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Finding Happily Ever After in Life With Plaque Psoriasis

I’ll never forget that moment… My partner kneeling before me in the dim room, his eyes shining with love. He asked me, and I said yes! 

Yes, that’s the right lotion to rub on my itching legs. 

Not what you were expecting? Welcome to the chronic illness world.

When I was a kid, I would hear these commercials talking about “the heartbreak of psoriasis,” but I always thought they were kind of silly. Now that I live with moderate to severe plaque psoriasis, I understand that heartbreak is all too real. The heartbreak of new symptoms just when I thought they had settled down. The heartbreak of having to back out of an event I had been looking forward to because I’m too tired and in too much pain. The heartbreak of itchy plaques keeping me from sleep, of saying goodbye to certain beloved clothes that irritate my skin.   

After nearly a decade together, my partner and I have developed a new romantic repertoire now that plaque psoriasis has joined our life. We don’t have dinner and dancing dates. We have long chats in cars and doctors’ waiting rooms, followed by grabbing lunch on the way home. He still hangs on every word… well, every word the specialist says, typing notes into his phone to share with me later so I don’t have to remember everything from my appointment with my foggy brain.

In many ways, it is a fairy tale. I know how hard it can be to find or keep a relationship when chronic illness joins the family. Not everyone can stand to watch you fail to resist going after your skin with your nails like it’s a winning scratch-off lotto ticket. Year-round snow isn’t so Hallmark-movie cozy when it’s falling from your scalp. Fatigue starts dictating the social calendar — and it loves to cancel things at the last minute. At the heart of it, not everyone is ready to come to terms with the idea that incurable chronic illness can affect anyone anytime, no matter what you do.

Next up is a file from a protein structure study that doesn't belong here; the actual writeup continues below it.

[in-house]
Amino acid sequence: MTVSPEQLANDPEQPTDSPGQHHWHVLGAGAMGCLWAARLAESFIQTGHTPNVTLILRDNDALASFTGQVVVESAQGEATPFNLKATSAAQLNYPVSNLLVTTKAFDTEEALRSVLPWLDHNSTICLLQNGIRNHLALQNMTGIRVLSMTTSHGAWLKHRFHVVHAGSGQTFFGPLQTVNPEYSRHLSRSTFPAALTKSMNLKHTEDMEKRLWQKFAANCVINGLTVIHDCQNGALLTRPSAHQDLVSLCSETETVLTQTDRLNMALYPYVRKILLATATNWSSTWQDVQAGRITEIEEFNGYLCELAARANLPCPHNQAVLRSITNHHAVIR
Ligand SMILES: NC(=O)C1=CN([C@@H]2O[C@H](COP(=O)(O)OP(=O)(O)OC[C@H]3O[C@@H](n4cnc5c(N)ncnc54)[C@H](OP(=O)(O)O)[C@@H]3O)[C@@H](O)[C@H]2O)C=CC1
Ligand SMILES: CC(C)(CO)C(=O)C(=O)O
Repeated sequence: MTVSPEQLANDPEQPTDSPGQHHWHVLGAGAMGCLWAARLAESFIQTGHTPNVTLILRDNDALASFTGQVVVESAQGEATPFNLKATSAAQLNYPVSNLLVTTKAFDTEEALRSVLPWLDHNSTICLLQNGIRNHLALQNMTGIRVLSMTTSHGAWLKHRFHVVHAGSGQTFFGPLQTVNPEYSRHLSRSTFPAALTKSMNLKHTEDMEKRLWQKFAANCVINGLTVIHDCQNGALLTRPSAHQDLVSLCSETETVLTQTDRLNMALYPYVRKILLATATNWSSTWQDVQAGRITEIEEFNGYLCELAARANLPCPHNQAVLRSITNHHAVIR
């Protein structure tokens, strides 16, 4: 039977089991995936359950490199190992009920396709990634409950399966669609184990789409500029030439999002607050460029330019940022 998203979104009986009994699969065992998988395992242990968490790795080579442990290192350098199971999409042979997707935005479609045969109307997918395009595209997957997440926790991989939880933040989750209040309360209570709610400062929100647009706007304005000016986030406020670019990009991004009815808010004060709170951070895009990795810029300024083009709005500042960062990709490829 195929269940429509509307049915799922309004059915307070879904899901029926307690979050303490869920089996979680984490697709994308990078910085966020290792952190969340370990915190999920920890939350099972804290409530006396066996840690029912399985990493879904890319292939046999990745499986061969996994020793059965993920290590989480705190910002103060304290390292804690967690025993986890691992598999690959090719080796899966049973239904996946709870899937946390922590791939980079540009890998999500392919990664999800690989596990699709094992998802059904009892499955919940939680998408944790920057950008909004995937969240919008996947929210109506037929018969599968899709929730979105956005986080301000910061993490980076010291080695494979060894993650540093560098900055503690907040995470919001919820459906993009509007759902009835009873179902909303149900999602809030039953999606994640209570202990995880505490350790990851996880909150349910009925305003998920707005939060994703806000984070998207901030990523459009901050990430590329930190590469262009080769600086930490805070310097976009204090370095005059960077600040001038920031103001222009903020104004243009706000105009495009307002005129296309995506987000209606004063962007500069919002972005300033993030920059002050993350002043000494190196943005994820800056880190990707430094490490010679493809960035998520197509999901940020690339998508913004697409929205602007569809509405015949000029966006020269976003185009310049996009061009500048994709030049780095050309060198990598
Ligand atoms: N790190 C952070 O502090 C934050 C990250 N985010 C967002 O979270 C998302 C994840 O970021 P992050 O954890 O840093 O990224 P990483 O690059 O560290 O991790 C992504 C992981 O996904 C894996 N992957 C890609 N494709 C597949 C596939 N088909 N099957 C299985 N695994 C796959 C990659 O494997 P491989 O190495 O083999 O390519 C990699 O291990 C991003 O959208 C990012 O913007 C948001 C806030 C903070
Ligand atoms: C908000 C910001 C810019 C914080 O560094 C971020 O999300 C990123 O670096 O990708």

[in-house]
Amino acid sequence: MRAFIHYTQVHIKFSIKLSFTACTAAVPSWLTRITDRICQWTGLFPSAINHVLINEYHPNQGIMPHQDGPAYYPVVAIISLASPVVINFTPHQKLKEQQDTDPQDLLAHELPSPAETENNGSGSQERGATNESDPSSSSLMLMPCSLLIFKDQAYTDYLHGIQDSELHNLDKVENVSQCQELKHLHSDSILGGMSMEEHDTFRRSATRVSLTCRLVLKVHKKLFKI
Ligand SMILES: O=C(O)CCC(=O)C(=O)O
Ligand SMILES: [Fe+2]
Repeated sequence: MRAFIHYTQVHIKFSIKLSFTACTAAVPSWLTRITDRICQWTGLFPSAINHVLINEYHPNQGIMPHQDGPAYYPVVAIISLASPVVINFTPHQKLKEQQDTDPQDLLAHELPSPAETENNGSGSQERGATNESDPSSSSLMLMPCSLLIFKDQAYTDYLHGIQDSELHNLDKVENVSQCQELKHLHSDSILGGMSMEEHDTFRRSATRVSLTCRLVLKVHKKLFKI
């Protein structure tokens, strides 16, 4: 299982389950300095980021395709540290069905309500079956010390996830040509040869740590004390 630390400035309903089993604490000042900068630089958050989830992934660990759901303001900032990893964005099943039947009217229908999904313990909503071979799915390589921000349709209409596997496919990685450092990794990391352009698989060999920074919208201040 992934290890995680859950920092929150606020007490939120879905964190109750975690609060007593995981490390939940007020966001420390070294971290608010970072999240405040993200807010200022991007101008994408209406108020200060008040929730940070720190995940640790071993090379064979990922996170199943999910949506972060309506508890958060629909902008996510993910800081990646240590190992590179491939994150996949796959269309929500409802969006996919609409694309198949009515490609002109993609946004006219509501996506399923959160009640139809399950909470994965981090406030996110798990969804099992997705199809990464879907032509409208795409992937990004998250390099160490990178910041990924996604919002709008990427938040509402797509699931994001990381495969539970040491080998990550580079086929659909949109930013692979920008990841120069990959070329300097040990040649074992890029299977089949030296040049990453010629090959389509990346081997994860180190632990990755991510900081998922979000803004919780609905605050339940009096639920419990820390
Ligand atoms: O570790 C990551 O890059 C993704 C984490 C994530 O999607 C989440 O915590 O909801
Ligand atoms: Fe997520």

Those who can make space for the reality of chronic illness in their loved one’s life lose the illusion of control over their bodies, the ability to deny that it could happen to them. In exchange, they may gain richer relationships with their loved ones and sometimes even with life itself.

Once I realized I could stop trying to hide my plaque psoriasis from my partner, I could be more relaxed and actually pay attention to him instead of focusing on whether a sleeve or blanket was in the right place. (Turns out that he’s much more interesting than my sleeves, so being vulnerable was definitely worth it.)

Plaque psoriasis rewrote the story of my life. It doesn’t look like I expected, and neither does my skin. It took a while for me to let go of my expectations of plaque psoriasis and be present in my actual life, and I’m so grateful that my partner decided to do the same. For those who are looking for partners, I’m writing this to let you know it may be possible, remembering that it might be a little different than you imagined. And for those who are partners of someone who has a chronic illness, I’m writing this to encourage you to take a chance, to stick around to face the scary stuff and see what magic and deep connection may wait for you on the other side. May we all find our own unique versions of happily ever after.